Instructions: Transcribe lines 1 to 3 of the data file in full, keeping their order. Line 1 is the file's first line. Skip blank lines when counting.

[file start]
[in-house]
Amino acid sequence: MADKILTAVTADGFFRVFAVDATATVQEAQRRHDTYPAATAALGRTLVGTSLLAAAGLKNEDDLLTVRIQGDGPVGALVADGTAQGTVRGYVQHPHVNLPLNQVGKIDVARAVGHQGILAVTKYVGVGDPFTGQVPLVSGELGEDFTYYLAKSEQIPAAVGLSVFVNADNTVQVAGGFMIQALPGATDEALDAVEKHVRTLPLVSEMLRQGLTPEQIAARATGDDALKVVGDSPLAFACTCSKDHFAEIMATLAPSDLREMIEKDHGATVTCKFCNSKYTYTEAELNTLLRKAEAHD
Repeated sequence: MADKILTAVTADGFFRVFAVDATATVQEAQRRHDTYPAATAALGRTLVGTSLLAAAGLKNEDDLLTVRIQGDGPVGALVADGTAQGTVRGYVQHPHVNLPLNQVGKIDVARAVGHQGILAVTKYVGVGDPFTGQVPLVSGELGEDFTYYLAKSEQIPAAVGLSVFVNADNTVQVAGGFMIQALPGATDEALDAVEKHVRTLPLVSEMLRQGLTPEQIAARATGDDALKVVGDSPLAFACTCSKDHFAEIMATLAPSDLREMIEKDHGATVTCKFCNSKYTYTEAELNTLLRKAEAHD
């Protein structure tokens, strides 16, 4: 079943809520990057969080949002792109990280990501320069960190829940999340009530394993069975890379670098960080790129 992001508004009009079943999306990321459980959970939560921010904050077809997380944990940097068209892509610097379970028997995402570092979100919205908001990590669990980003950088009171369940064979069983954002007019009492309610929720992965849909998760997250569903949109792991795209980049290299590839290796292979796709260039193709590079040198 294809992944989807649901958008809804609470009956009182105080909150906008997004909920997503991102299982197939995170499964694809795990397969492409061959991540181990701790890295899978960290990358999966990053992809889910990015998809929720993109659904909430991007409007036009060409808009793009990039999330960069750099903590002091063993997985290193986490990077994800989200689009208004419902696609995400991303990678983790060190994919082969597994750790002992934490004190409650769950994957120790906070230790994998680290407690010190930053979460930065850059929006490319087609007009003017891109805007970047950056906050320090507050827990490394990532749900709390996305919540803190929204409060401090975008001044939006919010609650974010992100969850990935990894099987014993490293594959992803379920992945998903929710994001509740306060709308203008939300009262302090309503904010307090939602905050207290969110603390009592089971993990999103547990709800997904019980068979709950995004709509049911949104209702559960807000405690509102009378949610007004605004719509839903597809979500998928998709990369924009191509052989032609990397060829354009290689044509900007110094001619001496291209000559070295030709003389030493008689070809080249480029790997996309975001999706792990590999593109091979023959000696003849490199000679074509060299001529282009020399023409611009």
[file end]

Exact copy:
[in-house]
Amino acid sequence: MADKILTAVTADGFFRVFAVDATATVQEAQRRHDTYPAATAALGRTLVGTSLLAAAGLKNEDDLLTVRIQGDGPVGALVADGTAQGTVRGYVQHPHVNLPLNQVGKIDVARAVGHQGILAVTKYVGVGDPFTGQVPLVSGELGEDFTYYLAKSEQIPAAVGLSVFVNADNTVQVAGGFMIQALPGATDEALDAVEKHVRTLPLVSEMLRQGLTPEQIAARATGDDALKVVGDSPLAFACTCSKDHFAEIMATLAPSDLREMIEKDHGATVTCKFCNSKYTYTEAELNTLLRKAEAHD
Repeated sequence: MADKILTAVTADGFFRVFAVDATATVQEAQRRHDTYPAATAALGRTLVGTSLLAAAGLKNEDDLLTVRIQGDGPVGALVADGTAQGTVRGYVQHPHVNLPLNQVGKIDVARAVGHQGILAVTKYVGVGDPFTGQVPLVSGELGEDFTYYLAKSEQIPAAVGLSVFVNADNTVQVAGGFMIQALPGATDEALDAVEKHVRTLPLVSEMLRQGLTPEQIAARATGDDALKVVGDSPLAFACTCSKDHFAEIMATLAPSDLREMIEKDHGATVTCKFCNSKYTYTEAELNTLLRKAEAHD